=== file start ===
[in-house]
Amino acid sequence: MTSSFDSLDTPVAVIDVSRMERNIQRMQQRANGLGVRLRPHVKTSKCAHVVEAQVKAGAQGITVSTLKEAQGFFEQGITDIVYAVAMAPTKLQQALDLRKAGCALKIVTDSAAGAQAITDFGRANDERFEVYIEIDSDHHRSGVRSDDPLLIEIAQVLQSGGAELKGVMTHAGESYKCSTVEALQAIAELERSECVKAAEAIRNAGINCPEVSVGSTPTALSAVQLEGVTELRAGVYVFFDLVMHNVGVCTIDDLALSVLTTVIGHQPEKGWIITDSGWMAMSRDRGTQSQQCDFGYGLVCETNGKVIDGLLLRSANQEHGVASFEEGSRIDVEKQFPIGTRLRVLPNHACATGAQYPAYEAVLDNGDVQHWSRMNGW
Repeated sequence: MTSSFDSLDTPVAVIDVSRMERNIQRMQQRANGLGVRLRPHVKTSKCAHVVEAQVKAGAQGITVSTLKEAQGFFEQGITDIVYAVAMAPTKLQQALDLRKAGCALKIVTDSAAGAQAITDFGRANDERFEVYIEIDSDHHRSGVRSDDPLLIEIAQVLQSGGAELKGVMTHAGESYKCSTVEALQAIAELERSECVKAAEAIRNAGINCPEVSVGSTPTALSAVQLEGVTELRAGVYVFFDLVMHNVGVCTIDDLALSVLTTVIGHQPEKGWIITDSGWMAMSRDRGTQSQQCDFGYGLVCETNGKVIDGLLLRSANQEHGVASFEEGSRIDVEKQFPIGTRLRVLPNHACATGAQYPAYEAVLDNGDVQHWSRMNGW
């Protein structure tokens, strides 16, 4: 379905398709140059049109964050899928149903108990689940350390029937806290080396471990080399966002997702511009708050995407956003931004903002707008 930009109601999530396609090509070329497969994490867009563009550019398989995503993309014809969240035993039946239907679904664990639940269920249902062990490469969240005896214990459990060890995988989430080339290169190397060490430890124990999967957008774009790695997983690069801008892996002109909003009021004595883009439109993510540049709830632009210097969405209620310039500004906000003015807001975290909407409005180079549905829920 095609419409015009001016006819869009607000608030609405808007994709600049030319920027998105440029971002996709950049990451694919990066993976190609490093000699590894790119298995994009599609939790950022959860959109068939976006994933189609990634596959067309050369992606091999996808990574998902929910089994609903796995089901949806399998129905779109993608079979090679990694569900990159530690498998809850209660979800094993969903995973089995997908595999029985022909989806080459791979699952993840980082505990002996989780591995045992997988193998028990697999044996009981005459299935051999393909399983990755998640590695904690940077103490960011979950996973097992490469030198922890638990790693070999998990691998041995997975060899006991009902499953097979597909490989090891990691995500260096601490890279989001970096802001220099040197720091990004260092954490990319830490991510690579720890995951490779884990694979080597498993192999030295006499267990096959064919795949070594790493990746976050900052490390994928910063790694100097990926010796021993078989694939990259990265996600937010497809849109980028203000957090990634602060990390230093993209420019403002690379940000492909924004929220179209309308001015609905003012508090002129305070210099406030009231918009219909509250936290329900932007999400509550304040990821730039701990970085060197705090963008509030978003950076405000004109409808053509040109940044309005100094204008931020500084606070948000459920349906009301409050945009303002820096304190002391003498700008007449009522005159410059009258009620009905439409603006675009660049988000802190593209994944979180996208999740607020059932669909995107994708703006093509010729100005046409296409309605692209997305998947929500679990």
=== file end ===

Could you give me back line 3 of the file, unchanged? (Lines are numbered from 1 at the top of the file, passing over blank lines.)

Repeated sequence: MTSSFDSLDTPVAVIDVSRMERNIQRMQQRANGLGVRLRPHVKTSKCAHVVEAQVKAGAQGITVSTLKEAQGFFEQGITDIVYAVAMAPTKLQQALDLRKAGCALKIVTDSAAGAQAITDFGRANDERFEVYIEIDSDHHRSGVRSDDPLLIEIAQVLQSGGAELKGVMTHAGESYKCSTVEALQAIAELERSECVKAAEAIRNAGINCPEVSVGSTPTALSAVQLEGVTELRAGVYVFFDLVMHNVGVCTIDDLALSVLTTVIGHQPEKGWIITDSGWMAMSRDRGTQSQQCDFGYGLVCETNGKVIDGLLLRSANQEHGVASFEEGSRIDVEKQFPIGTRLRVLPNHACATGAQYPAYEAVLDNGDVQHWSRMNGW